Friday, August 12, 2011

Projects and Reporting and Evaluations, OH MY!

I realize that most of my blog posts are regarding my vacations but my day to day life at the house in Ba isn’t as exciting as a beach, hike or day-cruise. But, I’m here to do projects with the people of Fiji and I’ve been able to be a part of a lot of different programs and I’ve become project lead on a few as well.

The two projects that I was put as a co-project lead include Ministry of Health and Music Class.

In the Ministry of Health program, we work with the Nurses at the Ministry and go out with them to schools in the Lautoka Province and teach nutrition and hygiene to the school kids. We talk about the importance of eating lots of fruits and vegetables and minimizing our intake of sweets. Along with keeping our insides healthy by eating good foods, we talk about keeping our bodies clean on the outside. We talk to them about brushing their teeth, washing and brushing their hair, washing their bodies specifically washing their hands and feet to prevent the spread of germs. On occasion, we would help the Nurses administer Oral Vaccinations of a de-worming pill and an iron pill to the children. It was always so funny to see them so nervous to swallow these pills – some kids were WAY too dramatic about it. We kept saying “Lilo! Lilo!” (Swallow! Swallow!) to the kids but some just couldn’t get it!

When the 3rd wave of volunteers left Fiji, our numbers here got smaller and so some of the programs weren’t able to function as well due to the lack of man power. The Ministry of Health was one of those programs. It also didn’t help that when we would call to see if they needed us for the week, they were either doing a breast-feeding campaign all week or heading to the Ysawa Islands for the week. SO, that program has since ceased but the few times I was able to go to the schools and teach, I really enjoyed it.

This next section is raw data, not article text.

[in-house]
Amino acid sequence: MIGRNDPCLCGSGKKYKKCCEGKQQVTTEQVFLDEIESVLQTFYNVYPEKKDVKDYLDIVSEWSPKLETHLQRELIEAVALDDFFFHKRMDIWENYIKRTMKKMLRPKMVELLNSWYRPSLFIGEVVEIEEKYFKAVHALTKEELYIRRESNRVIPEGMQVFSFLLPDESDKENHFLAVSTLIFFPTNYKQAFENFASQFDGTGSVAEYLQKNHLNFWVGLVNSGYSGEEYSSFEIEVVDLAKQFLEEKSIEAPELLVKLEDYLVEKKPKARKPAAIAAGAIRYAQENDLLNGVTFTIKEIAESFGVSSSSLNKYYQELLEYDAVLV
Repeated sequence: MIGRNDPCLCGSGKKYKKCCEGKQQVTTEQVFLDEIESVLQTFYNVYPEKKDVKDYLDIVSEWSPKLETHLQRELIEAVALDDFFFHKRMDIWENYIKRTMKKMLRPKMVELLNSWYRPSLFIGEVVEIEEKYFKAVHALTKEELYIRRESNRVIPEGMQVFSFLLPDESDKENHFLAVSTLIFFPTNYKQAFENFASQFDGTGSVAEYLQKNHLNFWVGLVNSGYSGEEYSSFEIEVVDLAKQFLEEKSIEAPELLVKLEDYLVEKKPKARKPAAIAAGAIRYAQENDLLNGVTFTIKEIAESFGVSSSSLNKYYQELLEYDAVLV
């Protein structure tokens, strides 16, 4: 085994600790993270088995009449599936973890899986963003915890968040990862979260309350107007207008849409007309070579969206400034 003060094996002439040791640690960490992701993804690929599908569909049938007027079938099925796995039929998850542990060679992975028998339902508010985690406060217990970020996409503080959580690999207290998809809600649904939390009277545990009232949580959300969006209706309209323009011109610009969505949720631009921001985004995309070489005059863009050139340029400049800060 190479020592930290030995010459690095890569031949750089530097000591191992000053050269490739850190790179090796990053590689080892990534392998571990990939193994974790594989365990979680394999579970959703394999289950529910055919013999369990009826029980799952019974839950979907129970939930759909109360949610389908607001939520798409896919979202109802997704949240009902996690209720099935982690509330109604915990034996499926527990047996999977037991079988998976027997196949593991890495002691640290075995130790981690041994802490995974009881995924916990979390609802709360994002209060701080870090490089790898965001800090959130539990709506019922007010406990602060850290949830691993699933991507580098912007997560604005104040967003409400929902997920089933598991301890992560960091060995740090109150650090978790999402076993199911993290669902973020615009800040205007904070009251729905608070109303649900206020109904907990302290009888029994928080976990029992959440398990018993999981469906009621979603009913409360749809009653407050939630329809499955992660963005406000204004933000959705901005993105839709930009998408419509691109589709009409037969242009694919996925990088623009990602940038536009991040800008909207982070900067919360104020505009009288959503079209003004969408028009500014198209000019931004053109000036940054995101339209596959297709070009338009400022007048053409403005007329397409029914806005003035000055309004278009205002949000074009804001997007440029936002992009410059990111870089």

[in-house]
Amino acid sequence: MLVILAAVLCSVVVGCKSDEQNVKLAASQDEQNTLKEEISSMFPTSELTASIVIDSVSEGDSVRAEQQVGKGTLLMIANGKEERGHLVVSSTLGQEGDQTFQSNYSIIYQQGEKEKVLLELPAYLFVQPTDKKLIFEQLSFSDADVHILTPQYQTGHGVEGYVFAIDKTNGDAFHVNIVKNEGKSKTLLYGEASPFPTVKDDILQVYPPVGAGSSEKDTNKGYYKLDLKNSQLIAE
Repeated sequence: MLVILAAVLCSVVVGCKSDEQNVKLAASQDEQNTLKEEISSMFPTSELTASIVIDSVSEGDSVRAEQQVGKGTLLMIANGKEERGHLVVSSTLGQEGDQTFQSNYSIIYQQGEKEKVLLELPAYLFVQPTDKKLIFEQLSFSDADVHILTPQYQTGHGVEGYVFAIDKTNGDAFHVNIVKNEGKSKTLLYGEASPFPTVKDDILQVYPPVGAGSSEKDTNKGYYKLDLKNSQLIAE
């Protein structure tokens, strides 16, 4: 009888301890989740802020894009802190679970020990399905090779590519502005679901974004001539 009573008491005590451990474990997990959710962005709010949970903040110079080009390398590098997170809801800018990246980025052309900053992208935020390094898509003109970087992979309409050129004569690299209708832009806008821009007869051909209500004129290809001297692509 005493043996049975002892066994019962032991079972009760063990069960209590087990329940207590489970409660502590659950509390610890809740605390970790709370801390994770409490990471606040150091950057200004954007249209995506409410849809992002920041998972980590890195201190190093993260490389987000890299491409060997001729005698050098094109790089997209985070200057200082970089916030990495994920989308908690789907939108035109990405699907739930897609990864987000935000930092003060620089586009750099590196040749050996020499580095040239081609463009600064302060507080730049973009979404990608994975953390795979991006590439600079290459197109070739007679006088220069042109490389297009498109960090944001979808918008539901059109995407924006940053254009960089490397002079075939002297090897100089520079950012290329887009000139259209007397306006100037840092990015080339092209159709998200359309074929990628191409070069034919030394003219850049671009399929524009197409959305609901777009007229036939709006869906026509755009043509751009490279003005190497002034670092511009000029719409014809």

The other project I became involved with when I first got to Fiji was the Music Class. We teamed up with FRIEND Fiji – an NGO here – and assembled a youth music class (even though all the people in the class were boys and our age or older..) in the Vakabuli village. This class had some major challenges to it, which made going to it difficult each week. For example, it would take us 1 hour to get to Lautoka from Ba, then we’d hit the bus that went up to the village – take a 30 min ride there, sit in the Village hall for 1 ½ hours waiting for the boys to show up, have an hour long class, then catch the bus back to town – another 30 min ride, then catch a minibus from Lautoka to Ba – 45 minutes. All in all, it was a long, expensive day for an hour to hour and half class. Despite the struggles we faced with this project, we were able to pull a talent show together for the boys to showcase the songs they learned. It was a really fun night where the boys performed 3 songs – “Lean on Me”, “Down By the River to Pray”, and “Amazing Grace”. Abbo, the member of the class most devoted to it, was able to arrange for a local church group to perform some song and dance numbers. We had a good turn out of villagers and volunteers and afterwards we were able to be treated by some lemon-leaf tea and tuna sandwiches that the villagers graciously provided to all the HELP volunteers. It was a really neat night and I’m kind of sad we don’t go out to that village anymore because I became good friends with the people there – esp the music boys!